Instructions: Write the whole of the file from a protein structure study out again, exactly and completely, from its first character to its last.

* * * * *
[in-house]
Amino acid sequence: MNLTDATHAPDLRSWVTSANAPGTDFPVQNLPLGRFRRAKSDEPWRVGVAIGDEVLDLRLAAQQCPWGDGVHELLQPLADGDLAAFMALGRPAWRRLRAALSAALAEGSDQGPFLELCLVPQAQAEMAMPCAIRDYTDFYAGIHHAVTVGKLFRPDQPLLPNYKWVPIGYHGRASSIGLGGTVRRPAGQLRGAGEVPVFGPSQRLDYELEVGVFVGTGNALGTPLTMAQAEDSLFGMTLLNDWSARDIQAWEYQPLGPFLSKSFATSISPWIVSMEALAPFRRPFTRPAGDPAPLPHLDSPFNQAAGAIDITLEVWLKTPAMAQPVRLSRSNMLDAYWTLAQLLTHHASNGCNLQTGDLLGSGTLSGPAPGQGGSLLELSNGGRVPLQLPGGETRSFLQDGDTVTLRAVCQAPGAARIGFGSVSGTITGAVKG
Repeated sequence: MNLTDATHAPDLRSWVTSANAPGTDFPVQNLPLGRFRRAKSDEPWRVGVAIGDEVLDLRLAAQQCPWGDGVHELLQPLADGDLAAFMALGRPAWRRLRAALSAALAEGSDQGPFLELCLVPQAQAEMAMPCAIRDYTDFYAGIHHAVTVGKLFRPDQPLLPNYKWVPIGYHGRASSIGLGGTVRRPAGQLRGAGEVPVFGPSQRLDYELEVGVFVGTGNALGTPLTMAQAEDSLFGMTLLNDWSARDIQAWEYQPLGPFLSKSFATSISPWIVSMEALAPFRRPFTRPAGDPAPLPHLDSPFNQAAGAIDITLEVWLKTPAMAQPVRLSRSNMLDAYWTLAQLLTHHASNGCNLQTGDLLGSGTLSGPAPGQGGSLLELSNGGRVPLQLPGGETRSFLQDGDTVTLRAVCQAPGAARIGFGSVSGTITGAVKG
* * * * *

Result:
[in-house]
Amino acid sequence: MNLTDATHAPDLRSWVTSANAPGTDFPVQNLPLGRFRRAKSDEPWRVGVAIGDEVLDLRLAAQQCPWGDGVHELLQPLADGDLAAFMALGRPAWRRLRAALSAALAEGSDQGPFLELCLVPQAQAEMAMPCAIRDYTDFYAGIHHAVTVGKLFRPDQPLLPNYKWVPIGYHGRASSIGLGGTVRRPAGQLRGAGEVPVFGPSQRLDYELEVGVFVGTGNALGTPLTMAQAEDSLFGMTLLNDWSARDIQAWEYQPLGPFLSKSFATSISPWIVSMEALAPFRRPFTRPAGDPAPLPHLDSPFNQAAGAIDITLEVWLKTPAMAQPVRLSRSNMLDAYWTLAQLLTHHASNGCNLQTGDLLGSGTLSGPAPGQGGSLLELSNGGRVPLQLPGGETRSFLQDGDTVTLRAVCQAPGAARIGFGSVSGTITGAVKG
Repeated sequence: MNLTDATHAPDLRSWVTSANAPGTDFPVQNLPLGRFRRAKSDEPWRVGVAIGDEVLDLRLAAQQCPWGDGVHELLQPLADGDLAAFMALGRPAWRRLRAALSAALAEGSDQGPFLELCLVPQAQAEMAMPCAIRDYTDFYAGIHHAVTVGKLFRPDQPLLPNYKWVPIGYHGRASSIGLGGTVRRPAGQLRGAGEVPVFGPSQRLDYELEVGVFVGTGNALGTPLTMAQAEDSLFGMTLLNDWSARDIQAWEYQPLGPFLSKSFATSISPWIVSMEALAPFRRPFTRPAGDPAPLPHLDSPFNQAAGAIDITLEVWLKTPAMAQPVRLSRSNMLDAYWTLAQLLTHHASNGCNLQTGDLLGSGTLSGPAPGQGGSLLELSNGGRVPLQLPGGETRSFLQDGDTVTLRAVCQAPGAARIGFGSVSGTITGAVKG